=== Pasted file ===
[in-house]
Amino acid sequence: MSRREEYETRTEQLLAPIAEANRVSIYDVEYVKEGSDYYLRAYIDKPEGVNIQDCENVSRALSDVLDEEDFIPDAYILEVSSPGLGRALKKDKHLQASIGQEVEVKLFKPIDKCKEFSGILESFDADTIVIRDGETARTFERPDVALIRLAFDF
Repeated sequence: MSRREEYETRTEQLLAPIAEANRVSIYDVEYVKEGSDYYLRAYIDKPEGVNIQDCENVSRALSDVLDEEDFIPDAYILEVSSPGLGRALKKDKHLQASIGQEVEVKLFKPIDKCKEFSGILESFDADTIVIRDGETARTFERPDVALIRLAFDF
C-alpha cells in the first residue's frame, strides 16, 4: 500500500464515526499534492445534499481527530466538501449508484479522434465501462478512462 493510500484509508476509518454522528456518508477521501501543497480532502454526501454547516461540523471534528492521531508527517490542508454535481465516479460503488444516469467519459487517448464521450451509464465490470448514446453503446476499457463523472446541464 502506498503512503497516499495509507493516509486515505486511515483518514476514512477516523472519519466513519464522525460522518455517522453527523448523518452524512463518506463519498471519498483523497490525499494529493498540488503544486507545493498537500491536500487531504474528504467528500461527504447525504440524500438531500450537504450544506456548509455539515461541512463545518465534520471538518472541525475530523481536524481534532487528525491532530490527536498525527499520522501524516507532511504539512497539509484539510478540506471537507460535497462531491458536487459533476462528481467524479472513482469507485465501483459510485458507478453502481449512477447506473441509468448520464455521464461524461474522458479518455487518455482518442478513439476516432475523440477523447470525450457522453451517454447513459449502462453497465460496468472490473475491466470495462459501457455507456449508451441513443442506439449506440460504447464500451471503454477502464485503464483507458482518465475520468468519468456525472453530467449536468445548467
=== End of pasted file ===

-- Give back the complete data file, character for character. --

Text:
[in-house]
Amino acid sequence: MSRREEYETRTEQLLAPIAEANRVSIYDVEYVKEGSDYYLRAYIDKPEGVNIQDCENVSRALSDVLDEEDFIPDAYILEVSSPGLGRALKKDKHLQASIGQEVEVKLFKPIDKCKEFSGILESFDADTIVIRDGETARTFERPDVALIRLAFDF
Repeated sequence: MSRREEYETRTEQLLAPIAEANRVSIYDVEYVKEGSDYYLRAYIDKPEGVNIQDCENVSRALSDVLDEEDFIPDAYILEVSSPGLGRALKKDKHLQASIGQEVEVKLFKPIDKCKEFSGILESFDADTIVIRDGETARTFERPDVALIRLAFDF
C-alpha cells in the first residue's frame, strides 16, 4: 500500500464515526499534492445534499481527530466538501449508484479522434465501462478512462 493510500484509508476509518454522528456518508477521501501543497480532502454526501454547516461540523471534528492521531508527517490542508454535481465516479460503488444516469467519459487517448464521450451509464465490470448514446453503446476499457463523472446541464 502506498503512503497516499495509507493516509486515505486511515483518514476514512477516523472519519466513519464522525460522518455517522453527523448523518452524512463518506463519498471519498483523497490525499494529493498540488503544486507545493498537500491536500487531504474528504467528500461527504447525504440524500438531500450537504450544506456548509455539515461541512463545518465534520471538518472541525475530523481536524481534532487528525491532530490527536498525527499520522501524516507532511504539512497539509484539510478540506471537507460535497462531491458536487459533476462528481467524479472513482469507485465501483459510485458507478453502481449512477447506473441509468448520464455521464461524461474522458479518455487518455482518442478513439476516432475523440477523447470525450457522453451517454447513459449502462453497465460496468472490473475491466470495462459501457455507456449508451441513443442506439449506440460504447464500451471503454477502464485503464483507458482518465475520468468519468456525472453530467449536468445548467